We Need a Better Coronavirus Metric

 

The U.S. reports a record day of cases: 36,880 new coronavirus cases were reported on Wednesday, which is the largest one-day total since the start of the pandemic. Florida, Oklahoma, South Carolina and Texas reported their highest single-day totals. — Medium

This is misleading, isn’t it? We’re doing more testing. It’s a lot easier to get tested than it used to be. You don’t need to have symptoms. You don’t need a doctor’s order.

Pharmacies are now doing drive-thru testing. The CVS in my neighborhood takes testing appointments at 10-minute intervals from 9am to 5pm. And they’re not easy to get. People are booking them up. I just got my test yesterday (results next week).

It sounds like from that 36,880 number that more people are being infected. It sounds like that is what’s being implied. But there’s really no way to know that from the data provided. Obviously if we’re doing more testing, we’re going to have more detected cases. Or to flip it around, we’ll have fewer undetected cases. But we don’t know what we really want to know, which is if we have more cases.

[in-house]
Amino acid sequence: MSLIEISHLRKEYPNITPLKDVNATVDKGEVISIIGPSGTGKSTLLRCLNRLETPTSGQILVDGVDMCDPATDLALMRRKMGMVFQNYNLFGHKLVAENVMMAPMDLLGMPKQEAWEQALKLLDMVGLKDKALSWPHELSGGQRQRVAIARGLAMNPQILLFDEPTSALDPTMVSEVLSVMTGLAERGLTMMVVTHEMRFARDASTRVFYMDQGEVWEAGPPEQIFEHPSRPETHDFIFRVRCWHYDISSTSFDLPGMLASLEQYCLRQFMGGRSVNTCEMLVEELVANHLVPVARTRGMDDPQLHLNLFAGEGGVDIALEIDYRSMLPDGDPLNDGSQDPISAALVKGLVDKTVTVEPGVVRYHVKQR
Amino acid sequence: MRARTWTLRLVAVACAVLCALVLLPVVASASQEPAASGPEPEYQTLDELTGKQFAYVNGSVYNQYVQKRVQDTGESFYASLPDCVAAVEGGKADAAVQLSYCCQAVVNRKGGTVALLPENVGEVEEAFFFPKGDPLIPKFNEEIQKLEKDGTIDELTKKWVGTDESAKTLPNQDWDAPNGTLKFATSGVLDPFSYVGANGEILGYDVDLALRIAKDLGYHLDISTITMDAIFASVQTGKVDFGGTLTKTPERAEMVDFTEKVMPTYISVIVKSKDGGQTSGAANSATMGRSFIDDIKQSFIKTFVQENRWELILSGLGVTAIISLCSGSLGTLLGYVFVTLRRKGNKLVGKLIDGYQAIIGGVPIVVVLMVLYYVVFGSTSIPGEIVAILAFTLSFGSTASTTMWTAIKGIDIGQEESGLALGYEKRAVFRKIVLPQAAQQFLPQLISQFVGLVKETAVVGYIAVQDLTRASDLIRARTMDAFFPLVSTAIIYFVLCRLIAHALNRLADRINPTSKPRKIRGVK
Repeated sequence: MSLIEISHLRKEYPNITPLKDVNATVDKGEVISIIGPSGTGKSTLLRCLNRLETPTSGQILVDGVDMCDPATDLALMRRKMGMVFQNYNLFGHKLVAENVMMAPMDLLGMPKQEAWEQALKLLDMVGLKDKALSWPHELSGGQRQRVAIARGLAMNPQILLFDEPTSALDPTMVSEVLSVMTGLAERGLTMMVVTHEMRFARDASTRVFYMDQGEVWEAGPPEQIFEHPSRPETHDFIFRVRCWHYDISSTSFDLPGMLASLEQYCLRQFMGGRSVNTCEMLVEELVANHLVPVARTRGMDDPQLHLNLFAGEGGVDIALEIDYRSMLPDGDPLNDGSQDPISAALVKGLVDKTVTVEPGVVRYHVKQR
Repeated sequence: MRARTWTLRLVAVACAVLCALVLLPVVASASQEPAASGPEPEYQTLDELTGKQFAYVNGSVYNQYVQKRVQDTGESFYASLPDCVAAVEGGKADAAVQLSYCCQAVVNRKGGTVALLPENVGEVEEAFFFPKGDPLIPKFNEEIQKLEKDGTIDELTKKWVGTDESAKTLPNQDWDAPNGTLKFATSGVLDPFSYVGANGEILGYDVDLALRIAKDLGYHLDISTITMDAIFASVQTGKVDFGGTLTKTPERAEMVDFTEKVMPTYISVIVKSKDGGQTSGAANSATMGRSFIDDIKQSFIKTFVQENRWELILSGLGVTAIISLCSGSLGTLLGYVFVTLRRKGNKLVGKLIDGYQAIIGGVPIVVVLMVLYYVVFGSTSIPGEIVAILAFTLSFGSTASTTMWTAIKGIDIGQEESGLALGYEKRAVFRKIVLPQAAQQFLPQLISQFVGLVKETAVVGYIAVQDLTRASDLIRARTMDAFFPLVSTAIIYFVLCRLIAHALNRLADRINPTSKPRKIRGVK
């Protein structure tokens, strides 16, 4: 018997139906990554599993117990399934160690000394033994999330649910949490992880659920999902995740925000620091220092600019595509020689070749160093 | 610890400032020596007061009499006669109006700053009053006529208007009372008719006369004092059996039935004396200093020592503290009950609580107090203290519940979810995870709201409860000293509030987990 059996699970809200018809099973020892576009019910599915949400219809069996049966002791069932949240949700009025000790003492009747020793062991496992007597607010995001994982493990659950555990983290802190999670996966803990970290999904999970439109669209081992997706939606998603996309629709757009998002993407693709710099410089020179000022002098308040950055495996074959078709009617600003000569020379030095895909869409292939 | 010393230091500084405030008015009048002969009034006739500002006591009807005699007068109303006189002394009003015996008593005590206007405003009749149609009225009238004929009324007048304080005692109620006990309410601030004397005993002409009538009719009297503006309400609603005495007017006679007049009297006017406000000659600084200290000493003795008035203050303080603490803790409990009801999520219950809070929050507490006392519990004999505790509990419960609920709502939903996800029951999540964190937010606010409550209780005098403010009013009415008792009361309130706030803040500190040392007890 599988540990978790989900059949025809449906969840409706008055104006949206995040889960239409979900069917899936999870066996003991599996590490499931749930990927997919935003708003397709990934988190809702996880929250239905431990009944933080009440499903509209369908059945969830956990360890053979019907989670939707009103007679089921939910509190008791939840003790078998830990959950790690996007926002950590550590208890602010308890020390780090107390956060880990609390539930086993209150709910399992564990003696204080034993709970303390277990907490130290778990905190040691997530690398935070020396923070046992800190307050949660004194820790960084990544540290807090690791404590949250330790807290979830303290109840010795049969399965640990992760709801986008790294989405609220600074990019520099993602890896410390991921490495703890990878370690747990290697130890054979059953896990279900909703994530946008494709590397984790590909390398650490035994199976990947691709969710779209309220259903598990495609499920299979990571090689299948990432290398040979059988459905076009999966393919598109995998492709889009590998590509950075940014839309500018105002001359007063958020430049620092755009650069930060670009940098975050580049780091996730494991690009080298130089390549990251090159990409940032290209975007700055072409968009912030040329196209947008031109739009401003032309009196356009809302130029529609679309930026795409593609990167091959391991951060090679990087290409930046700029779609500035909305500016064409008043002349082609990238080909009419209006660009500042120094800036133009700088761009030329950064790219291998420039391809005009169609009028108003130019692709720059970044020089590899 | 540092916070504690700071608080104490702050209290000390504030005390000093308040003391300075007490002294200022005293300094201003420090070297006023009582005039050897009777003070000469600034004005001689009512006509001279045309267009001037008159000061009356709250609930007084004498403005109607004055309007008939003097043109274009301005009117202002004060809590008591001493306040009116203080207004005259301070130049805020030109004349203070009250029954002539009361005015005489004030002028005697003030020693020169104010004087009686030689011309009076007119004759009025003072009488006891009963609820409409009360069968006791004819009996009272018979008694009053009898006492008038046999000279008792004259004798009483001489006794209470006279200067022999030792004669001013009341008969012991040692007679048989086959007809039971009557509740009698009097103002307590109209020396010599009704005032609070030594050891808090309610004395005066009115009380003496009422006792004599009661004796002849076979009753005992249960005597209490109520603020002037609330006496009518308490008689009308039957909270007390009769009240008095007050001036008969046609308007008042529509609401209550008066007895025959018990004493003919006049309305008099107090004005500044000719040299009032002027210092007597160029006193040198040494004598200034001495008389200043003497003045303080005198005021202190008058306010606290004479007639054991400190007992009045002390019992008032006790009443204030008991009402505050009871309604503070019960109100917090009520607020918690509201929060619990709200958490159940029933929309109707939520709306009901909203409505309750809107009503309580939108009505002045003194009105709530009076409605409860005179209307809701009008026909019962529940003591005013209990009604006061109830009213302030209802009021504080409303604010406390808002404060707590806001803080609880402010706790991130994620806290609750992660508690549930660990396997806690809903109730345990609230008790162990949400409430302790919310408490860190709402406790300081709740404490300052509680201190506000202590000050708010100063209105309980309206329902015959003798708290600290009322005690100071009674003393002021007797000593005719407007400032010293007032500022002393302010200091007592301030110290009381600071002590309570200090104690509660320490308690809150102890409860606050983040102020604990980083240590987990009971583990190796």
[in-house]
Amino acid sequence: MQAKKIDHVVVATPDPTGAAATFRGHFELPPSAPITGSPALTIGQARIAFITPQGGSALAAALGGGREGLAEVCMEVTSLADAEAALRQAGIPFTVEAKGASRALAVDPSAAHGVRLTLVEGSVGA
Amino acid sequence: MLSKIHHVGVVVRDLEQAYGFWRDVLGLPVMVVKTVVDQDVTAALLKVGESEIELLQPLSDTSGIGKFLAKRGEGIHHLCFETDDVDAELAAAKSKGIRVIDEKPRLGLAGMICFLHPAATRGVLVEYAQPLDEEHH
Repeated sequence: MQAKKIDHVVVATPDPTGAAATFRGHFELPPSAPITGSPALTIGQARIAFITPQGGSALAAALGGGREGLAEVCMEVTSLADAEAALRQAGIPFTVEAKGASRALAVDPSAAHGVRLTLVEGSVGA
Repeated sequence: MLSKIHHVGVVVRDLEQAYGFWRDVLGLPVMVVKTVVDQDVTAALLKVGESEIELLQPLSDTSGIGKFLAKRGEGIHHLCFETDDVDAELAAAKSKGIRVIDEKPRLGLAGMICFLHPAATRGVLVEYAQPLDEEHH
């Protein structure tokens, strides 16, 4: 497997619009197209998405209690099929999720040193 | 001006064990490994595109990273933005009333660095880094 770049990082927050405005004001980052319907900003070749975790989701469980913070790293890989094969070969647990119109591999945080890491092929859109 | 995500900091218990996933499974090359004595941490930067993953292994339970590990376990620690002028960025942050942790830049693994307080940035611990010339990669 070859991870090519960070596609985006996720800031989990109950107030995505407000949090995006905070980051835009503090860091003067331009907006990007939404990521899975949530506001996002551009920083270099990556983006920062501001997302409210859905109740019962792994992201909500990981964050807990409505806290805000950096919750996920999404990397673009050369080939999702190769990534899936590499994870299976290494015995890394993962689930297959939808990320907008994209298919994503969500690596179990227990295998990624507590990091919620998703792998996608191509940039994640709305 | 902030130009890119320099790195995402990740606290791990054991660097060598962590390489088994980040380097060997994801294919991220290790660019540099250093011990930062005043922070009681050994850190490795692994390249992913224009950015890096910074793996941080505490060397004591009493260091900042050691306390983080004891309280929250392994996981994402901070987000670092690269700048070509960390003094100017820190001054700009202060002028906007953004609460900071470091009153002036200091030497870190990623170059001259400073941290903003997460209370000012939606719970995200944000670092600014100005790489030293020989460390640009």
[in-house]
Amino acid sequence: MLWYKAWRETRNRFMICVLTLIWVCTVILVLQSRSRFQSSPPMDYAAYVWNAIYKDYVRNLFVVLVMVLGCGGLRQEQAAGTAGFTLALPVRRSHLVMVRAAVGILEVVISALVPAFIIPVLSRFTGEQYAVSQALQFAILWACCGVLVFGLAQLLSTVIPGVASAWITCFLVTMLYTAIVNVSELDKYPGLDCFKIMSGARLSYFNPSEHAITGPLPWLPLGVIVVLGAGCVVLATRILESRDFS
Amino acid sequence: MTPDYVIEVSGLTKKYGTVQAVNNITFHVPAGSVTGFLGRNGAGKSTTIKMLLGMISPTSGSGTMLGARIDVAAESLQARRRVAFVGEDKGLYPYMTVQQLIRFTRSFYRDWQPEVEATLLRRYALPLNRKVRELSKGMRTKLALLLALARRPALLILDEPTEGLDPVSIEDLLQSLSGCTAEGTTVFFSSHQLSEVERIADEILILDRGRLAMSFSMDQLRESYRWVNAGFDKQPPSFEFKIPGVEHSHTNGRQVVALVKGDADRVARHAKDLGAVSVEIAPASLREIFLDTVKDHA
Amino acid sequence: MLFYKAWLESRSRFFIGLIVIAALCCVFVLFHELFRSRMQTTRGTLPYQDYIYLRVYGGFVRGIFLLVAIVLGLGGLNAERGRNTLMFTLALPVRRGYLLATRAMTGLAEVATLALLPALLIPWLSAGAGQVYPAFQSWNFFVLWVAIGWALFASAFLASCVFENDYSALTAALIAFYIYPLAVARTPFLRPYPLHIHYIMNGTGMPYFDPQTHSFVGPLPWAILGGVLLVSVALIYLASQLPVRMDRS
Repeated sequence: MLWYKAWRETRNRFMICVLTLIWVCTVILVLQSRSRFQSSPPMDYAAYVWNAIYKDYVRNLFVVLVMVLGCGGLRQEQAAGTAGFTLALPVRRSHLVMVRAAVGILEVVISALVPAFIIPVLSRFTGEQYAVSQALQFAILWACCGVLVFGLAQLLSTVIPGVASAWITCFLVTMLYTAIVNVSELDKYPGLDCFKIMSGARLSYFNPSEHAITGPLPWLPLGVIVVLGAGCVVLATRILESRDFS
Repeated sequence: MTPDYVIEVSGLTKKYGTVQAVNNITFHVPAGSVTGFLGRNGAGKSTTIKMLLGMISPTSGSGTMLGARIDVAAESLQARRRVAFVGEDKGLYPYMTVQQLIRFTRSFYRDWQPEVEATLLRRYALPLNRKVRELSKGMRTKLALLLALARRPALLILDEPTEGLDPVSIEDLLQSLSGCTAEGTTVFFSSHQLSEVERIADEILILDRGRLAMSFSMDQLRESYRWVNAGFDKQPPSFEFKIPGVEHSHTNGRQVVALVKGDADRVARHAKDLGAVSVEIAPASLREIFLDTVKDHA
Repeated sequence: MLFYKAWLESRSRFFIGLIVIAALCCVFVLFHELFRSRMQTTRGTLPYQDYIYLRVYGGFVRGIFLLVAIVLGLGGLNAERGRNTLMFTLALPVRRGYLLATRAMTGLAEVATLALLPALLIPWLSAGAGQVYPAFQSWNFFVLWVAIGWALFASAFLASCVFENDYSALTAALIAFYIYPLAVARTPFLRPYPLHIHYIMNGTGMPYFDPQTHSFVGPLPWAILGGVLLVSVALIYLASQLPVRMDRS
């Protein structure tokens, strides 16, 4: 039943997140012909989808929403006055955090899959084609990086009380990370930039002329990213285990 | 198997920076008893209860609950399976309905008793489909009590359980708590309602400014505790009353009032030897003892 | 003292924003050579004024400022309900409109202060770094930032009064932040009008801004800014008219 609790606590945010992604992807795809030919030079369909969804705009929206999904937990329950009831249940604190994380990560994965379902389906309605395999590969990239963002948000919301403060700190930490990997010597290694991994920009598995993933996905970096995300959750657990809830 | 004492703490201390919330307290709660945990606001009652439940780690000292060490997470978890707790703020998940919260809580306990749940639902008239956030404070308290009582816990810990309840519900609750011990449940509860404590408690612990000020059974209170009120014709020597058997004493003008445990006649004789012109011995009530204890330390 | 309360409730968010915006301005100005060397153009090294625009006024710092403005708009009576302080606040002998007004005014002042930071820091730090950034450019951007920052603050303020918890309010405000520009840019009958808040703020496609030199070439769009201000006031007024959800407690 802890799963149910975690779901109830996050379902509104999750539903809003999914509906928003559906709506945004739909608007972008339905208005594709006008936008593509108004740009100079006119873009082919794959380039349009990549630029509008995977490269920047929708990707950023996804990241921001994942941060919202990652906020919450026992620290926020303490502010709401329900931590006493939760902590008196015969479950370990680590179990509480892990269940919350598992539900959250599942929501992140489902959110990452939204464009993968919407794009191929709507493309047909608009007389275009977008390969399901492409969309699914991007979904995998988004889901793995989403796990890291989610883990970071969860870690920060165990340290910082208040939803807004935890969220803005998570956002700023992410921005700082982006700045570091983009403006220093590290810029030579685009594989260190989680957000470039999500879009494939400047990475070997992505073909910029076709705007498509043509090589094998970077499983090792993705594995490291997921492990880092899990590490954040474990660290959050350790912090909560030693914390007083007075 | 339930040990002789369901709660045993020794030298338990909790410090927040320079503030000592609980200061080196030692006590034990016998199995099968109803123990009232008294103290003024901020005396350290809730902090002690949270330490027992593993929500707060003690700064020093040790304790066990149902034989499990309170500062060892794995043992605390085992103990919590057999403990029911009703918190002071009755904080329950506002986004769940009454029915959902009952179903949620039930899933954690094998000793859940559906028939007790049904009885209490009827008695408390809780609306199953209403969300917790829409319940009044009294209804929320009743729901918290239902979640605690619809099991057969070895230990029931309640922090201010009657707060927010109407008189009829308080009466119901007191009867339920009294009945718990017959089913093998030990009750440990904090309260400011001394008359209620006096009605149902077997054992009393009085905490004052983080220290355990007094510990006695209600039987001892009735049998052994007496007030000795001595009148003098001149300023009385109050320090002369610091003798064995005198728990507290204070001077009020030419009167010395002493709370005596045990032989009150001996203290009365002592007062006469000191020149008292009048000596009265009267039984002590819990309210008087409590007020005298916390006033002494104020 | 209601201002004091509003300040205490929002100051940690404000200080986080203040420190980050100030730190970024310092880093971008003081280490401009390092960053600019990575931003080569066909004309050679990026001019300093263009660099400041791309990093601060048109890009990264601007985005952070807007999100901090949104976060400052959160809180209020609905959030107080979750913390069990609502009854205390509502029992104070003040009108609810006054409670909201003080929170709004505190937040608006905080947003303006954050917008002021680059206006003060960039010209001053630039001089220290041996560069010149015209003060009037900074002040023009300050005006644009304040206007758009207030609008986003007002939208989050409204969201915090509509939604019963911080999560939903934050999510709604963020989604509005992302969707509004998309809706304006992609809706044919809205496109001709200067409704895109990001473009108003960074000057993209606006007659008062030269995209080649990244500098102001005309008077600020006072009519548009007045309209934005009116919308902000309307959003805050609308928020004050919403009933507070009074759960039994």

It seems like a more useful number would be the percentage of tests that come back positive. If it goes up, that’s bad; if it goes down, that’s good. But it’s unaffected by the number of tests performed.

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